Use this link to read more about Gerald Buttigieg on Facts About Durban http://www.fad.co.za/resources/gerald-buttigieg-profile.php

On our last evening, the group enjoyed a fascinating talk by Robin Ralfe whose ancestors were neighbours of the McLeod family in the 1850’s. Robin’s talk was illustrated with extracts from his grandfather’s journals and with excerpts from “Dear Louisa” (Dr Ruth Gordon’s book of letters written by Ellen McLeod).This informative, interesting talk rounded off our visit to the Byrne Valley. As the weather closed in and mist and rain descended, we were made more appreciative of the hard struggle the early settlers had in battling, with few comforts, against all the elements!  A cosy fire in a warm pub made us grateful to be 21st century visitors to the Byrne Valley.

Baynesfield Guide with attentive Audience

Many people recall that food tasted that much better when cooked on a ‘range’ like the one below. Further the cook would probably appreciate the warmth in a Midlands kitchen in winter – but not too sure about summertime. The ironing might have needed more skill than it does today though.

Joseph Baynes was far ahead of his time and introduced innovations to Natal and ultimately South Africa that were of great benefit to everyone. He employed joined up systems that were probably only limited by the size of the market available at the time. Like many successful men he then used his wealth to help others.

For those who missed the tour or would like to learn more about the Baynesfield Estate Museum and Joseph Baynes’ achievements, click the links to visit the website http://www.baynesfield.co.za/ and http://www.baynesfield.co.za/heritage-centre/history.aspx

Today we can be thankful that in spite of all the Byrne Scheme’s shortcomings there are still so many outstanding descendants of those settlers still making a great contribution to our country more than a century and a half later.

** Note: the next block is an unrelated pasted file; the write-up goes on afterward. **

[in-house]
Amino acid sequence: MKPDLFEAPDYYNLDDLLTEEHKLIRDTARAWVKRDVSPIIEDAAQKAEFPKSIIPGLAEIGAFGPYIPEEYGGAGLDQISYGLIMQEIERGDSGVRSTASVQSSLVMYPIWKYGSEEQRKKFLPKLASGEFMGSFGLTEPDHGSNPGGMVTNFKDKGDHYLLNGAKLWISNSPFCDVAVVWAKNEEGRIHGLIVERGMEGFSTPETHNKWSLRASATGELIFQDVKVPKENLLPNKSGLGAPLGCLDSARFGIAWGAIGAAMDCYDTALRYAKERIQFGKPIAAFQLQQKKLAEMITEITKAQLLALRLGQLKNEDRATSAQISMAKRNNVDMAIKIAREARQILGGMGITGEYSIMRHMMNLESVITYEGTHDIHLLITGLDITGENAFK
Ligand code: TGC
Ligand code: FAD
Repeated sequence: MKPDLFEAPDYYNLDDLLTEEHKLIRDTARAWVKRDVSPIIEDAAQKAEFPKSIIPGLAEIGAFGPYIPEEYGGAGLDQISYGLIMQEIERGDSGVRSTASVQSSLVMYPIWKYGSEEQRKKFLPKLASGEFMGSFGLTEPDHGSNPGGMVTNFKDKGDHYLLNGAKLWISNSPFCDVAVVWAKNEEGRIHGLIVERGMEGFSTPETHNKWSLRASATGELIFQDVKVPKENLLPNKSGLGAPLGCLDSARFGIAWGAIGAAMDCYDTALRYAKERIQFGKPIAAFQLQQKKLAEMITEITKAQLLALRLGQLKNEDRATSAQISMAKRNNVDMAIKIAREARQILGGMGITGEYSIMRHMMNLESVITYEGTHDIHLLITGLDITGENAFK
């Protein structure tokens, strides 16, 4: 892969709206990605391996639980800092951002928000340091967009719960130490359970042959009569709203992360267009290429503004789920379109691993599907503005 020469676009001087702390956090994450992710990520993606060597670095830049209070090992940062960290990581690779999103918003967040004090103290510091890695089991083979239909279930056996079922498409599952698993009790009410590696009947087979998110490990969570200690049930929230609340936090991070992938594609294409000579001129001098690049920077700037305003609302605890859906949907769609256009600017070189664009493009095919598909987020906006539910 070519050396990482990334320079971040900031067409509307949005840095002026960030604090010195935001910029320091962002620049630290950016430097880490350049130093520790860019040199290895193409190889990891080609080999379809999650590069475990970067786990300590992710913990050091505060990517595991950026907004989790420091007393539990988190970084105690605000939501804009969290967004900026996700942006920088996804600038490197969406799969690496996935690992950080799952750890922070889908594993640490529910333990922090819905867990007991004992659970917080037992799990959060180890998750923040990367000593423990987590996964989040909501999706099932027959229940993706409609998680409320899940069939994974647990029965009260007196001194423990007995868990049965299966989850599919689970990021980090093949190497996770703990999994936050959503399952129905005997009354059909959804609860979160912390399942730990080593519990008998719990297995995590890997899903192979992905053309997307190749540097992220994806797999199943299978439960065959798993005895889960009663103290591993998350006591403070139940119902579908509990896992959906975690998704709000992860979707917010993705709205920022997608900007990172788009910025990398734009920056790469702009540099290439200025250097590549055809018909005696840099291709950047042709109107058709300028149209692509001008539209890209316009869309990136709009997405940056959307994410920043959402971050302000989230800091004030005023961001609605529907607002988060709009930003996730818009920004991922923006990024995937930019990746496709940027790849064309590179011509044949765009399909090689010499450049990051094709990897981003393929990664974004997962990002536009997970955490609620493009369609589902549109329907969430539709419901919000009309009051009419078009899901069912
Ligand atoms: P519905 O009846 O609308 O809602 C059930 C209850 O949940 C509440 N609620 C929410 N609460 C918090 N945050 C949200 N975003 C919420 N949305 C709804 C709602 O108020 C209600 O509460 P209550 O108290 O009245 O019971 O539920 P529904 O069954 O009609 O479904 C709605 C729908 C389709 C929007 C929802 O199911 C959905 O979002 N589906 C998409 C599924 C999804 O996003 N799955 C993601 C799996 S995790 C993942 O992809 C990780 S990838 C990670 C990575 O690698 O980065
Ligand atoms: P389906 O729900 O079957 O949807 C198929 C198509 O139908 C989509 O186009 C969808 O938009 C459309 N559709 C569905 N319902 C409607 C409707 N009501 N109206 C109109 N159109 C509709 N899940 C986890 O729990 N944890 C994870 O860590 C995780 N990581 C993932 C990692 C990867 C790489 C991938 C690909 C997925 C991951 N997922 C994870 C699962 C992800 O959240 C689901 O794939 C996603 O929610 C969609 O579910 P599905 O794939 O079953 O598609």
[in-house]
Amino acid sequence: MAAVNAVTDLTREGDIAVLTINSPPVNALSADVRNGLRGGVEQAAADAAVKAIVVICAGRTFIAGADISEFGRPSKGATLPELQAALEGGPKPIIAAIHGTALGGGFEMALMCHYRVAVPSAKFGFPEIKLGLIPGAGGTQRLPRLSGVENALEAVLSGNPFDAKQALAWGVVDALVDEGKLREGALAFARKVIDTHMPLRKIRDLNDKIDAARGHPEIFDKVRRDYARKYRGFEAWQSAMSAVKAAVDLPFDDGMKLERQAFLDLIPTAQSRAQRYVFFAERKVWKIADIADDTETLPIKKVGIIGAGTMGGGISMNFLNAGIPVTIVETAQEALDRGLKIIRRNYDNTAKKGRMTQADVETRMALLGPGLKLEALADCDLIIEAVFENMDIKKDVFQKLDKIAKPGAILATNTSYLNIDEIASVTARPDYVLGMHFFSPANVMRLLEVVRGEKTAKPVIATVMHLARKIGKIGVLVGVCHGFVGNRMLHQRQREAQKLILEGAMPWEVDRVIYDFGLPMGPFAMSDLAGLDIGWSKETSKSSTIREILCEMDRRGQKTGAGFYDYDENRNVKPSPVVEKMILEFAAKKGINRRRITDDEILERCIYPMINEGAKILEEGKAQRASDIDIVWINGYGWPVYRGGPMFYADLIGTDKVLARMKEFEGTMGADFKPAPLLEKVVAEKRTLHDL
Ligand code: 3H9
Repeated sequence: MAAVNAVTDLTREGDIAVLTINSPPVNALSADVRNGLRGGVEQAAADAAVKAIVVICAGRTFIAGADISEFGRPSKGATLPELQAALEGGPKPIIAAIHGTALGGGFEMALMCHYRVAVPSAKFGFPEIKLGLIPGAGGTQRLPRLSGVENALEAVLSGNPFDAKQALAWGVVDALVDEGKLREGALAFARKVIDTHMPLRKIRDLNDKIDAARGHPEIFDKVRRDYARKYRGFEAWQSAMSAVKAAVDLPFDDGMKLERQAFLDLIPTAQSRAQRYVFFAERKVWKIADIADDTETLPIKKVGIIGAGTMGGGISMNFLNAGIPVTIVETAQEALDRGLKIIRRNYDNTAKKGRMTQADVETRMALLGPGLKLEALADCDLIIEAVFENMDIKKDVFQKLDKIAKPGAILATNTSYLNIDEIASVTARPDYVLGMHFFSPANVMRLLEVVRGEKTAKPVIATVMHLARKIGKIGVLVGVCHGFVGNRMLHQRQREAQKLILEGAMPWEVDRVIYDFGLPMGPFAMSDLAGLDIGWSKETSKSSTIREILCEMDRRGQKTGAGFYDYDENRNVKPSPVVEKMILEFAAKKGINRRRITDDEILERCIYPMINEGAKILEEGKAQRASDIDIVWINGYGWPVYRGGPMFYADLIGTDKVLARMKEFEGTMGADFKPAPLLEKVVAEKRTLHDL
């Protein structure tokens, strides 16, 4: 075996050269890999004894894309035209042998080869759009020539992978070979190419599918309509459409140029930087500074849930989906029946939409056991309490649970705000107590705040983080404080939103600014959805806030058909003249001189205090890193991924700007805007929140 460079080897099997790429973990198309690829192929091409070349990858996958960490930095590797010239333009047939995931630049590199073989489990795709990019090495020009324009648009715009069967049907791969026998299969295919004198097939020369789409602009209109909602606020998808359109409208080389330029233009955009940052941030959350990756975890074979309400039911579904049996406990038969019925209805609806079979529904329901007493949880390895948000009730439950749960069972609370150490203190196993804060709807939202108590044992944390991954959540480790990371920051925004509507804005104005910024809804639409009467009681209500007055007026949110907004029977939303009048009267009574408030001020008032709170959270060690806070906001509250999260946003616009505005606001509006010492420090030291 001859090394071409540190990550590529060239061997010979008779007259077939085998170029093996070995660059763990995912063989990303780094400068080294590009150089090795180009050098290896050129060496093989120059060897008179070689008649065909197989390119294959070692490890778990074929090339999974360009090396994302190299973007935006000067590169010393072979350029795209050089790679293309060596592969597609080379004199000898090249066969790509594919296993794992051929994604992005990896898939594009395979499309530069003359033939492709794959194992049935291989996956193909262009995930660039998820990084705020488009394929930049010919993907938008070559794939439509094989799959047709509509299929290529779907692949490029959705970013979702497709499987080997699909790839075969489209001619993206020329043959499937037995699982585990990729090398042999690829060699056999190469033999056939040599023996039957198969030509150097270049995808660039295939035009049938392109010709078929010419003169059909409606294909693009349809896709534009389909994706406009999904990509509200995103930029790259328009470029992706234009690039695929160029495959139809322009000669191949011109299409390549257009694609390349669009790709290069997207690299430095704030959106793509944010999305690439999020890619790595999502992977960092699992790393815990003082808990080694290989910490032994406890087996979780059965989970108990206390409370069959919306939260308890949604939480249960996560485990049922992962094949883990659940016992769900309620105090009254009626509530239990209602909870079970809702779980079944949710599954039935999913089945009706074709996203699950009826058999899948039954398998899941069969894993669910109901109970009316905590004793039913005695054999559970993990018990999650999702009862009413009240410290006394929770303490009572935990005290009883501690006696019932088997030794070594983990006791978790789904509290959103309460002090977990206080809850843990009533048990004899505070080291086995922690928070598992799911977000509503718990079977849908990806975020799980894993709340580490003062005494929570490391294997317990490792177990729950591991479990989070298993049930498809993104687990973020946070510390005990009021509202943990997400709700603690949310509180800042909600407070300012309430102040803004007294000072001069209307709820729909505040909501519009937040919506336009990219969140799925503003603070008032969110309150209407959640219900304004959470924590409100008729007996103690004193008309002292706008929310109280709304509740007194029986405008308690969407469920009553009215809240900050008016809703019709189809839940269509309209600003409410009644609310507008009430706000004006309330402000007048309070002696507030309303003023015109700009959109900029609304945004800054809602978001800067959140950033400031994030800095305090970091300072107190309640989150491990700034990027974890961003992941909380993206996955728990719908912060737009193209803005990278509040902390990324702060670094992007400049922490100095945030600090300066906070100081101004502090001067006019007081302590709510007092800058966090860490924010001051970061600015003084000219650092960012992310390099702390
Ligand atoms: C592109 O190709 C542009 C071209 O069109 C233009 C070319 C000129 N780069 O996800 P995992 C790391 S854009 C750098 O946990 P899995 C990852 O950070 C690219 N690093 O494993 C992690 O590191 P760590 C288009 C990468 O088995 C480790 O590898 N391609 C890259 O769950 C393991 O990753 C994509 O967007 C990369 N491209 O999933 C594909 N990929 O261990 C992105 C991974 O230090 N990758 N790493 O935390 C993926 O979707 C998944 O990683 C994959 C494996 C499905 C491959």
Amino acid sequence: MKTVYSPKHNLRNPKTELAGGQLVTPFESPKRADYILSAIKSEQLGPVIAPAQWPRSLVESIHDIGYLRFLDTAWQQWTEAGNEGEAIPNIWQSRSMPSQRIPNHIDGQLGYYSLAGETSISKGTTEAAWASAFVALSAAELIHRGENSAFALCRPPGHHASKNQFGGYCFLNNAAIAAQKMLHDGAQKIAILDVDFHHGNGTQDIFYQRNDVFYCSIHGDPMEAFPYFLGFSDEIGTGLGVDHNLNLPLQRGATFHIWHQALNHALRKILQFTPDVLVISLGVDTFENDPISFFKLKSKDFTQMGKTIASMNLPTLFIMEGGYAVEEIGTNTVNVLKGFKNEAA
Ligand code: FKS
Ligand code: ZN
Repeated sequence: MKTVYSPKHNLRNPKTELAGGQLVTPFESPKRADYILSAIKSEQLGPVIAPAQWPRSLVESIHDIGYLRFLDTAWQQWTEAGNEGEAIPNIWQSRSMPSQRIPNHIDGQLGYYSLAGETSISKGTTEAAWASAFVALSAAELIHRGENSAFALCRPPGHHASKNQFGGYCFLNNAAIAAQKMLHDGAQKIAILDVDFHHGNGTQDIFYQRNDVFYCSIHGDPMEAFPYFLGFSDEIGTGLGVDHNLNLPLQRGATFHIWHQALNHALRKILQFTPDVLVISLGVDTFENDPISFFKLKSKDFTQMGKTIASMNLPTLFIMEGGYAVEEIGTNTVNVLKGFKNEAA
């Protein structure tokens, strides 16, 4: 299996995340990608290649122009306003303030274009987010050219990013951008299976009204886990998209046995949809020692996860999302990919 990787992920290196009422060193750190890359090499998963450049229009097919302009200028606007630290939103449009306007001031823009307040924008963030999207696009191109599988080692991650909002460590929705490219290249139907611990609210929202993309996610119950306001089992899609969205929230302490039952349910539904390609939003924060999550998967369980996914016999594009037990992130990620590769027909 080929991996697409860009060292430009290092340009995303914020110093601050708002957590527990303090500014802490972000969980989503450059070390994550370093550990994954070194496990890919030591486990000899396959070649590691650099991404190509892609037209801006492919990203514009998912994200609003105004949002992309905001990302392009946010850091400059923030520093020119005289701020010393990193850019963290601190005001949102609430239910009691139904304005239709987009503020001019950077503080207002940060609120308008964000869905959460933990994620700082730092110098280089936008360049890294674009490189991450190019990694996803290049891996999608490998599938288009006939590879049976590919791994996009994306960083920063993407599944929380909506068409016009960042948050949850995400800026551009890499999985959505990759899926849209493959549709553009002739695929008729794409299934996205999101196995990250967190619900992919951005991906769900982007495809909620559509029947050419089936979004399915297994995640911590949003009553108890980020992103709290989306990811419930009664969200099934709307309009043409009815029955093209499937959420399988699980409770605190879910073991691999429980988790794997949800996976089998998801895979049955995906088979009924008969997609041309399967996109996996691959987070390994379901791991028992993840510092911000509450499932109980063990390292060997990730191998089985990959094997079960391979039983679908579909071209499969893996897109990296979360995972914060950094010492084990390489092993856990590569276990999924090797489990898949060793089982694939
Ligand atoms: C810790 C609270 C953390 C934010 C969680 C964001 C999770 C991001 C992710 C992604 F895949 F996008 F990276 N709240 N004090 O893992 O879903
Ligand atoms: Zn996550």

With appreciative thanks to both Graham Allan and Hugh Glen for providing a really useful selection of photos of the outing. And our thanks to Gerald Buttigieg for his detailed explanations at both Byrne and Richmond for without his input the all-important detail would have been lacking. His Short History of the Village of Byrne makes fascinating reading.

Update to the Stage Coach Story

Elrica Henning, who is Head of Research, Information (Library) and Collections at the Msunduzi Museum has written to update everyone with regards the refurbishment of the Stage Coach.

‘Lionel (Astill) has been a star… and got the material for the upholstery donated; and someone who is going to donate the leather straps (for the springs); and someone for the canvas that covers the windows. I have a possible donor for one of the missing metal chains. Tomorrow I will be meeting with someone who (may) possibly have the material we need for the padding of the upholstery.

I also have someone that will donate a plaque containing the names of those who helped getting the coach back on track.’

So steady progress is being made and in due course we will also list the names of everyone who has contributed to this project in one way or another. Remember the coach may be in Pietermaritzburg but it was the coach paid for by the City of Durban back in 1952.

Click to download a pdf copy of the September Newsletter and Program SANS Newsletter & Program 2017-09 September

Newsletter & Program for September 2017